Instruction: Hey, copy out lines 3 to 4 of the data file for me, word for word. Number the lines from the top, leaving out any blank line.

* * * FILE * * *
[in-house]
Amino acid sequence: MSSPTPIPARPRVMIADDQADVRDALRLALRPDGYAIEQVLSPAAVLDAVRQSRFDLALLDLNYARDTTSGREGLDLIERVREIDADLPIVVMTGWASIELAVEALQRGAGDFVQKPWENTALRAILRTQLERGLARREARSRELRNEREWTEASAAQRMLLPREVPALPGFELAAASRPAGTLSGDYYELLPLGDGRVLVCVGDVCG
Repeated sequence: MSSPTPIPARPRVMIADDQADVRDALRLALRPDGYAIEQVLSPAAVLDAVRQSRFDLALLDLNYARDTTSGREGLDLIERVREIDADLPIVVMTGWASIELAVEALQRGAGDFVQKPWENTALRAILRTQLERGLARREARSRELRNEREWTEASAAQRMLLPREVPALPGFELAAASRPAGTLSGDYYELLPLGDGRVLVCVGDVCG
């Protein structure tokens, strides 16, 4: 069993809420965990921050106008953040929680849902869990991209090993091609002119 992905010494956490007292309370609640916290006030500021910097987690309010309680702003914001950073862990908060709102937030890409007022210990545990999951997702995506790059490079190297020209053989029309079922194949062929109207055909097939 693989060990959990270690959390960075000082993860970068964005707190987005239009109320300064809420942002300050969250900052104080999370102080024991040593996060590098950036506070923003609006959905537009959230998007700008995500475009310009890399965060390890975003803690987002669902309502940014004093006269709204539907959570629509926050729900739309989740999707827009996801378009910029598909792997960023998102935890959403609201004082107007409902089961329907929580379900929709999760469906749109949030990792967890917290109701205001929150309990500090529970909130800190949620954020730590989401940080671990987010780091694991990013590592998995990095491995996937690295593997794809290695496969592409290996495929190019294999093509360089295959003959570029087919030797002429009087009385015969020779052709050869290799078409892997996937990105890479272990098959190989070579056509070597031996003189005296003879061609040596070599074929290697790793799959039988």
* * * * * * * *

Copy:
Repeated sequence: MSSPTPIPARPRVMIADDQADVRDALRLALRPDGYAIEQVLSPAAVLDAVRQSRFDLALLDLNYARDTTSGREGLDLIERVREIDADLPIVVMTGWASIELAVEALQRGAGDFVQKPWENTALRAILRTQLERGLARREARSRELRNEREWTEASAAQRMLLPREVPALPGFELAAASRPAGTLSGDYYELLPLGDGRVLVCVGDVCG
């Protein structure tokens, strides 16, 4: 069993809420965990921050106008953040929680849902869990991209090993091609002119 992905010494956490007292309370609640916290006030500021910097987690309010309680702003914001950073862990908060709102937030890409007022210990545990999951997702995506790059490079190297020209053989029309079922194949062929109207055909097939 693989060990959990270690959390960075000082993860970068964005707190987005239009109320300064809420942002300050969250900052104080999370102080024991040593996060590098950036506070923003609006959905537009959230998007700008995500475009310009890399965060390890975003803690987002669902309502940014004093006269709204539907959570629509926050729900739309989740999707827009996801378009910029598909792997960023998102935890959403609201004082107007409902089961329907929580379900929709999760469906749109949030990792967890917290109701205001929150309990500090529970909130800190949620954020730590989401940080671990987010780091694991990013590592998995990095491995996937690295593997794809290695496969592409290996495929190019294999093509360089295959003959570029087919030797002429009087009385015969020779052709050869290799078409892997996937990105890479272990098959190989070579056509070597031996003189005296003879061609040596070599074929290697790793799959039988």